Let’s break down this beating, shall we?
I was not prepared for this shit. I didn’t bring my golf shoes. I wanted to tell you what the Hawks did wrong, did right, and what piled up into the great big heap of action we fork over to the Hockey Gods.
But I can’t. The game was a fucking mess. Oduya scored early; Andrew Shaw waved his stick over the dot because he is supposed to do that, not because he could win a draw; Weber did a Weber on a 4 on 3; the clock tick-tocked while I muttered “What the fuck?” under my breath into some very nice cask conditioned ale; an obsequious Florida State fan cheered at the TV behind me; Toews forced a turn-over, created a break away, and potted a short-handed game winner in OT that I had to watch six times to understand; then I walked home trying to figure out why that was my reward for spending the day excited about this game.
The Hawks got away with this one. They won. They dominated possession (58.18% Fenwick For at 5v5). But they still went to OT. They still gave up a point in Conference III. You can’t do that in this division. You can’t do that with the Kings.
And that’s the thing. That’s what’s burning me, even after a long walk in the cold tonight. I still feel that puck knocking off Leddy and knuckling past Crow. I still see Drew Doughty’s chinless face in my dreams. I want the Hawks to read “It’s a marathon” op eds for losers and sneer and put on that sweater and knock the shit out of every team in the league.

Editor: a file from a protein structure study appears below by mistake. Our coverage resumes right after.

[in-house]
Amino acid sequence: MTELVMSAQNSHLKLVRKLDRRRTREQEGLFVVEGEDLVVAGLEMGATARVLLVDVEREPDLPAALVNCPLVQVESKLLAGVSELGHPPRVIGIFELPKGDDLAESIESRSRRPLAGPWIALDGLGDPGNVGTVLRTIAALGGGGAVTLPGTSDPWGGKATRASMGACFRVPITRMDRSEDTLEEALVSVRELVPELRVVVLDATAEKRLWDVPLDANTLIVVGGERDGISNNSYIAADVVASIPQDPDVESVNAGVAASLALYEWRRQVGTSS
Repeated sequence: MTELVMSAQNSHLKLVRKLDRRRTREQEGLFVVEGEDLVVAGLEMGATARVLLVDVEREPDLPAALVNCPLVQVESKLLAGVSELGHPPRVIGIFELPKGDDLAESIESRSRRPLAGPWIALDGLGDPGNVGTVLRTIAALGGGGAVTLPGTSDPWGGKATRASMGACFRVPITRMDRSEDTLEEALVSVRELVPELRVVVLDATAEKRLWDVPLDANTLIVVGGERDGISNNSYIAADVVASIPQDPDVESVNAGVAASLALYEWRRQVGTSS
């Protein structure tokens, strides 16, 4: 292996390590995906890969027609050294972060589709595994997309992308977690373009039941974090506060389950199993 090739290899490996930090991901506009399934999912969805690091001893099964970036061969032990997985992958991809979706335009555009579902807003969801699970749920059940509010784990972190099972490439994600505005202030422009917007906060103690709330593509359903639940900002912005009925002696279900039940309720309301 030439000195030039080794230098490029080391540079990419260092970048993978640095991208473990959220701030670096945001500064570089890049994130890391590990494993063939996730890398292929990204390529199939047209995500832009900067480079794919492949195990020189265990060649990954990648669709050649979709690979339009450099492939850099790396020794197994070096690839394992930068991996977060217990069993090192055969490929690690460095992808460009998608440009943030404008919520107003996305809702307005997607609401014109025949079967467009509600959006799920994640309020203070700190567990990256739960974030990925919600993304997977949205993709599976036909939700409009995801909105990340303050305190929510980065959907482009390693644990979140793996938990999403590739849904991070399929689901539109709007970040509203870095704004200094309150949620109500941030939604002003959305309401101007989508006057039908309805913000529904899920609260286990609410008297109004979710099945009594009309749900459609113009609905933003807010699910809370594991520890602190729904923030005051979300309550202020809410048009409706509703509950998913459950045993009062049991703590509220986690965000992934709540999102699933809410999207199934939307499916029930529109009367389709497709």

I don’t want perspective. We kept our perspective all last year. Look what it got us.
If tonight’s game was the Hawk’s response to Q’s “let’s not be cute” speech, get fucking cute again right now.
And get Shaw off the dot.
Welp. The Blackhawks dominated Calgary in just about every facet of the game except for the one that counted. Credit to Jonas Hiller for keeping this game from becoming a 10-1 domination. The Flames’ netminder was fantastic, making some huge saves and getting bailed out by some Blackhawks blunders on the doorstep. If every Hawks loss this year looks like that one, we won’t have too much to complain about.
Actually, there wasn’t much to complain about other than going 1-7 on the power play. Even with that atrocious percentage, the Hawks power play had scoring chances and just couldn’t finish.
Anywho, let’s hit up some talking points and get back after it on Saturday night.